Someone made the mistake yesterday of calling Willie Parker the "old guy" to his face. Parker, 28, let it go without comment.
Someone else made the mistake of asking Parker what it might be like this season to share time in the Steelers' backfield with two other halfbacks. Parker let that pass by merely saying: "You have to ask the coach about that. That's not for me to decide. The only thing I can do is just come out every day and bring what I bring to the table."
What Parker brings to the table, for those who might forget, is the fourth-most rushing yards in the NFL over the past four years and one of the best Steelers backs ever. Yes, the Steelers drafted Rashard Mendenhall in the first round last year; yes, Parker had some injury issues; and, yes, Mewelde Moore has shown he can play on third downs and fill in capably.
But halfback remains Willie Parker's job, and for good reason. Not only does he have two Super Bowl rings as their starting halfback, he helped put rings on his teammates fingers with that breathtaking, record 75-yard touchdown run against Seattle.
And he is showing early in training camp, as he did in the spring, that, at 28, he has plenty left in the tank.
"I got my speed back," said Fast Willie, "and you know that's always a plus."
Parker's resume should be enough to prevent anyone from asking him about a three-way arrangement in the backfield. It wasn't until later that he thought about that question.
"You know how it is, y'all get paid to ask the questions, and it's part of our job to answer them," Parker said. "No disrespect, I just sit and have to take it, and when the game starts, I'll have to show y'all what I got."
Despite his production, he feels he has to prove himself again because the team drafted Mendenhall, because he missed five games last season with a knee injury, because, well, because he was never drafted.
"I feel if I was drafted, nobody would have asked me that question about the three-back system," Parker said. "Maybe I'm wrong, but that's how I feel. I feel since I'm undrafted, each and every year I have to prove myself. I'm out to prove myself again."
Parker responded to the broken fibula that ended his 2007 season and the drafting of Mendenhall last year by rushing for 243 yards in the first two games of '08. In the third game, the MCL in his left knee was sprained. He missed a total of five games and good portions of two others, yet he also topped 100 yards three more times, including 146 against San Diego in the first playoff game.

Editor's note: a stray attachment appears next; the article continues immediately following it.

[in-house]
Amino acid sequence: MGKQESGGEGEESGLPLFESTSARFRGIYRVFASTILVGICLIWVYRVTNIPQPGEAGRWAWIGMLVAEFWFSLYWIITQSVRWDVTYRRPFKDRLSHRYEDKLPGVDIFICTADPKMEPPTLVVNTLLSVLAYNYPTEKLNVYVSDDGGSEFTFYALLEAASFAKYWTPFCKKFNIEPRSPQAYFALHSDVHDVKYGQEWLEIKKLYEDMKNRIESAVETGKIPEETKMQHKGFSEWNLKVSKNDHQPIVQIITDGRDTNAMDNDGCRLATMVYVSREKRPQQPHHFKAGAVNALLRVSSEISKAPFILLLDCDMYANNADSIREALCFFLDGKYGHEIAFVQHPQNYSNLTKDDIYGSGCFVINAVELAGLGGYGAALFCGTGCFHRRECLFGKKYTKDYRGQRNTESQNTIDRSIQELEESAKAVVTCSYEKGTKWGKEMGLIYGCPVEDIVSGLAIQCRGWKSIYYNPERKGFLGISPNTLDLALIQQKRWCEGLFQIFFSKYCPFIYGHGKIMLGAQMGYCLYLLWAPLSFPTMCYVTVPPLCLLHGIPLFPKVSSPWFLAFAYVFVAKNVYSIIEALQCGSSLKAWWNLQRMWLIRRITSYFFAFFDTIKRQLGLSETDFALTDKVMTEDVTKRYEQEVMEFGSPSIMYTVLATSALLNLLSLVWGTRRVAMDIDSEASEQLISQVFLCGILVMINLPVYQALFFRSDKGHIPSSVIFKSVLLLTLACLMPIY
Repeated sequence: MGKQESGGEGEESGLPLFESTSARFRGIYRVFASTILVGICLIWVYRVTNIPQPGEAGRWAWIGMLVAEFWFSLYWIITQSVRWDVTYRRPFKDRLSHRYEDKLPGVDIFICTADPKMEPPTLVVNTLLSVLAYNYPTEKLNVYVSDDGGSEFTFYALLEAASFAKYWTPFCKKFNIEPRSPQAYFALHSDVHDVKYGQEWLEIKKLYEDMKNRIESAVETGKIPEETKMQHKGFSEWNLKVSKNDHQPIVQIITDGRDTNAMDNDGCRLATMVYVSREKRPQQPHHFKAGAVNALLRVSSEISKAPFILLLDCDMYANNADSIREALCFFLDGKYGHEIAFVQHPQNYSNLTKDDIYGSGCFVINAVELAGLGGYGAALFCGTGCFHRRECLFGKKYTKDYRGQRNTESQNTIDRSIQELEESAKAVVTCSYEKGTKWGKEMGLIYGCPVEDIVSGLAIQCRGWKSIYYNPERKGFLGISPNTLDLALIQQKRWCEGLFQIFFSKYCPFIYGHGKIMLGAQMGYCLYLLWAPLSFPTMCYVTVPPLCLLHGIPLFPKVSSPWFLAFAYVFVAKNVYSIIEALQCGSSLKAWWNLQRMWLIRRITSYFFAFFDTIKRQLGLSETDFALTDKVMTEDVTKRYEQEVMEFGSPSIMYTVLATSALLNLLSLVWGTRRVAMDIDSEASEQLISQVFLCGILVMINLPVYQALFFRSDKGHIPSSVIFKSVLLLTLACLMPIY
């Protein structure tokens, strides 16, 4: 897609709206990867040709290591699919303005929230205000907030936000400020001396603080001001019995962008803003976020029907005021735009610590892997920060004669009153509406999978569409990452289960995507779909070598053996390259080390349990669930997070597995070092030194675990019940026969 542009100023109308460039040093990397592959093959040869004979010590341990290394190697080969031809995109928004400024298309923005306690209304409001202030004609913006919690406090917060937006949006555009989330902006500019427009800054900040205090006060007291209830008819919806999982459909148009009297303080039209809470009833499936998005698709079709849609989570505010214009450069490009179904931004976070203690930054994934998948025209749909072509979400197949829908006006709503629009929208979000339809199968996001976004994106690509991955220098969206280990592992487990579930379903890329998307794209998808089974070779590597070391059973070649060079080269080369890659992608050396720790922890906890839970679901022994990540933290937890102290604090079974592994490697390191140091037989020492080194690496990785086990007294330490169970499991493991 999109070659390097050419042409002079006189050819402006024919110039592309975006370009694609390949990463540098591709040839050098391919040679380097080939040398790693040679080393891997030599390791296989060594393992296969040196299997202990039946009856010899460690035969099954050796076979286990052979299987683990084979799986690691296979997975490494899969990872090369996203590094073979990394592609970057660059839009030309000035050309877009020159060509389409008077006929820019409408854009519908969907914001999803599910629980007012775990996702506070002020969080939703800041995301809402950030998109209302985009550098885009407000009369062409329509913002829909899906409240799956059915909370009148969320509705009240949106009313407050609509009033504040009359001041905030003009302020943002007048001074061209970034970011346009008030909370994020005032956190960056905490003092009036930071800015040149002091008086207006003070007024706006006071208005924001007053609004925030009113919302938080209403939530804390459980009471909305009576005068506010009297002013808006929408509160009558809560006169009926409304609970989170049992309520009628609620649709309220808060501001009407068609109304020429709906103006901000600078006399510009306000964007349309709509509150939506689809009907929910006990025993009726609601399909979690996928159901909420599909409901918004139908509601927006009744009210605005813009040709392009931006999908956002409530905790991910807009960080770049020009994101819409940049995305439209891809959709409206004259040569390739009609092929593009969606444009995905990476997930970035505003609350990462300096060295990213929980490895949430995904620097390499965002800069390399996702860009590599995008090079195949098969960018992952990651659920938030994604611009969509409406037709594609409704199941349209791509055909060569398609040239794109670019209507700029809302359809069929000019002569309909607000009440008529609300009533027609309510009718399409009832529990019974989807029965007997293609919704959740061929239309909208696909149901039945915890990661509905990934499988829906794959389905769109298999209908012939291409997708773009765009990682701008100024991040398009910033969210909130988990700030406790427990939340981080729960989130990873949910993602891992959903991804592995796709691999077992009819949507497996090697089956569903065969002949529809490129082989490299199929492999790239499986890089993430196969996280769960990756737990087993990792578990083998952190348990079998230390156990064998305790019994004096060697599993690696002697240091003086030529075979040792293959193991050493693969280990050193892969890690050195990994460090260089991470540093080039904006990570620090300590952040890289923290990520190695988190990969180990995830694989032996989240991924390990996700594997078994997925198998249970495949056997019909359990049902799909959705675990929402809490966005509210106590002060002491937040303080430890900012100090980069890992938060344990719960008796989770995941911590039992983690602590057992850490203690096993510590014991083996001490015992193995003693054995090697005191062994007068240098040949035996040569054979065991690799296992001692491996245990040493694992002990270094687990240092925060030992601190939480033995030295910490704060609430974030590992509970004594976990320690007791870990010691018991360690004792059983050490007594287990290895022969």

His 791 yards rushing gave him 4,803 in his four seasons as a starter, making him one of only a handful of runners to reach such a level. Parker topped 1,200 yards in each of the seasons before last, something no other Steeler has ever done. He is third on the Steelers' career rushing list with 4,989 yards, has the team record with 223 yards in a game and also holds No. 3 with 213. His three 1,000-yard seasons rank No. 3, 6 and 8 in club history.
What more must this player do to show that, to borrow an old phrase from an old Steelers quarterback, he's the man, write it down?
Yet even the Steelers have sent out signals by their silence that perhaps there is no future here for Parker. He's heading into the last year of his contract, and there are no discussions to extend it. Perhaps they, too, forget what Parker has done. Perhaps, they are waiting to see what their first-round draft pick will do in training camp.
As Parker pointed out yesterday, he is no fool, he knows what is going on.
"That's neither here nor there," he said of the lack of talks to extend his contract. "I'm here trying to get right this season. I have to bounce back from last season and see where it goes from there.
"We drafted a No. 1 draft pick last year, so we have to see how it plays out."
They better hope it plays out better than last year for Mendenhall. His rookie season ended early in the fourth game when a hit from Baltimore linebacker Ray Lewis fractured his shoulder.
Some teammates then grumbled when Mendenhall rarely came around the club or the locker room -- except for required visits to the trainers and for rehab --until the playoffs.
The loss of Mendenhall, the loss of Parker and a new offensive line led to a No. 23 ranking in the NFL for the Steelers' ground game, their second lowest since they joined the AFC in 1970.
Parker thinks that will be fixed because, he says, the line is better, and because of a healthy Mendenhall and, yes, because Fast Willie Parker is back.